Paul Manafort has resigned as Donald Trump’s presidential campaign chairman, in a move that comes just days after the Republican candidate had undertaken the second major shake-up of this operation in as many months.
“This morning Paul Manafort offered, and I accepted, his resignation,” Mr Trump said in a statement. “I am very appreciative for his great work in helping to get us where we are today, and in particular his work guiding us through the delegate and convention process. Paul is a true professional and I wish him the greatest success.”
The departure of Mr Manafort, a Republican lobbyist who has worked on campaigns as far back as Gerald Ford’s in 1976, comes days after Mr Trump promoted Kellyanne Conway, a Republican pollster, to campaign manager, and hired Stephen Bannon, executive chairman of Breitbart News, a tabloid-style conservative news site, as chief executive.
Mr Manafort had in recent days come under increasing scrutiny over his work as a lobbyist in Ukraine where he advised the Party of Regions led by the former pro-Russia president Viktor Yanukovich. Earlier this week, Ukrainian authorities confirmed that Mr Manafort was named in a document as being allocated $ 12.7m in off-book payments allegedly made by the Ukrainian political party. Mr Manafort had strongly denied receiving any such payments.
That questions about his consultancy work in Ukraine came on the heels of criticism that the Trump campaign had interfered with the policy platform that the Republican party unveiled at its convention in Cleveland by removing language calling for the provision of arms to anti-Russian rebels in Ukraine. Mr Trump has also made controversial remarks about Nato that many experts have said played into the hands of Vladimir Putin, the Russian president.
It was unclear whether his resignation was related to the Ukrainian issue or the reshuffle at the top of the campaign team which appeared to reduce the role of Mr Manafort. Following the announcement of the revamp earlier this week, Mr Manafort had told the Financial Times that he was “staying” with the campaign despite the restructuring.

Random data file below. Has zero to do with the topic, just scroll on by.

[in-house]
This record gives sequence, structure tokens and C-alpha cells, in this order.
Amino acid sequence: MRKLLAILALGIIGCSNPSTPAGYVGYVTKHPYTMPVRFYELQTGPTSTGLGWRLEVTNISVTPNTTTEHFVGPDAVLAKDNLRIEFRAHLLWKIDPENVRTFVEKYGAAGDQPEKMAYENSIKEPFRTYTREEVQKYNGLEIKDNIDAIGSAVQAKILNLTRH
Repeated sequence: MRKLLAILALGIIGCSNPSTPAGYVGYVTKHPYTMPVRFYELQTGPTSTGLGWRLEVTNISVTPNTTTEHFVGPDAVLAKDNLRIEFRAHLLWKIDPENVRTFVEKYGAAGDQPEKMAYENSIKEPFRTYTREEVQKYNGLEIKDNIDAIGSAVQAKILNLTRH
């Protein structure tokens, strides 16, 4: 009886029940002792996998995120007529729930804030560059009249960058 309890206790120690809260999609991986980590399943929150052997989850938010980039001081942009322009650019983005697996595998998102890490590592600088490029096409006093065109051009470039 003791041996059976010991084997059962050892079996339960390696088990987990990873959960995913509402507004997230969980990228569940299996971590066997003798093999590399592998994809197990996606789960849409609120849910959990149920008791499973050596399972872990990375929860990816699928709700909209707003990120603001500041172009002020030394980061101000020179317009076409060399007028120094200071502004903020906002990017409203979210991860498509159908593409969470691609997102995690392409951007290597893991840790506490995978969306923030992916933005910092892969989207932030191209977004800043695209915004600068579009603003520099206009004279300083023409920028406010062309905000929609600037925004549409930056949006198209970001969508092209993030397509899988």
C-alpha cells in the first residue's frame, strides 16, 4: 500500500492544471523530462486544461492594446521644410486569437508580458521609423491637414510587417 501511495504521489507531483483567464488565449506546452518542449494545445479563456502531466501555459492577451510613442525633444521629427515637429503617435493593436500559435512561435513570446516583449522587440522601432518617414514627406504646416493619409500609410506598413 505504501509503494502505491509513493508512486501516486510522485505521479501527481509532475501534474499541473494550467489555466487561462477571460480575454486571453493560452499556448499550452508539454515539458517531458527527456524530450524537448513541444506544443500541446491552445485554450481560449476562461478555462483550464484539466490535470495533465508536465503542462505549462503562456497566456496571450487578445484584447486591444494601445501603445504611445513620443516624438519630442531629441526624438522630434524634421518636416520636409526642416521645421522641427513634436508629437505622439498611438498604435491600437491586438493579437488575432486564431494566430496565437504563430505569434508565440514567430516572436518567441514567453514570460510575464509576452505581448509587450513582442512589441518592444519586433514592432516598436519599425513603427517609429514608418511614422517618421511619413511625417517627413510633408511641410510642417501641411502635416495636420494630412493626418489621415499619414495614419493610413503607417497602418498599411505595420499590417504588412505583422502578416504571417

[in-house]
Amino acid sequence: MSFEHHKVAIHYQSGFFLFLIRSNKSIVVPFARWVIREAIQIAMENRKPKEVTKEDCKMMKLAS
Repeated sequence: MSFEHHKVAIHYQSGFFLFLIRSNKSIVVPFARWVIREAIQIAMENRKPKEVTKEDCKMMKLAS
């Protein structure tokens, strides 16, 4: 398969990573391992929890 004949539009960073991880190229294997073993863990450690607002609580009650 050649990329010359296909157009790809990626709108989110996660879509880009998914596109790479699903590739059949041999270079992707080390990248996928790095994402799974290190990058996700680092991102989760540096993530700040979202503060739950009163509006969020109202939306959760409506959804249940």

The turmoil in the campaign comes as Mr Trump attempts to stem the recent rapid decline in his poll numbers, which have reignited concerns that his divisive rhetoric and abrasive approach would cost the Republican party any chances of taking the White House and raise the prospect of the GOP losing their majorities in one or both houses of Congress.
Hillary Clinton has led Mr Trump in more than 20 successive polls in recent weeks, and maintains an average lead of 6 points, according to Real Clear Politics. In one national poll, she was as many as 15 points ahead, and she is also carving out a bigger lead in the crucial swing states of Ohio and Pennsylvania.
Mr Trump has slumped in the polls since the Democratic convention in Philadelphia largely because of self-inflicted wounds that have underscored his apparent inability to run a more disciplined campaign and act more presidential. He has come under particularly harsh criticism from Democrats and many Republicans for denigrating the Muslim parents of a highly-respected US army captain who died while serving in Iraq. He also shocked some Republican establishment members by making comments interpreted by many that gun-rights advocates might shoot Mrs Clinton to prevent her from winning.
Mr Trump brought Mr Manafort into his campaign earlier this year to build bridges with the Republican establishment when it appeared that he might face a contested convention in Cleveland. Mr Manafort repeatedly clashed with Corey Lewandowski, the abrasive campaign manager, who was eventually ousted when Mr Manafort and the Trump children convinced the candidate that he needed to adopt a less confrontational approach.
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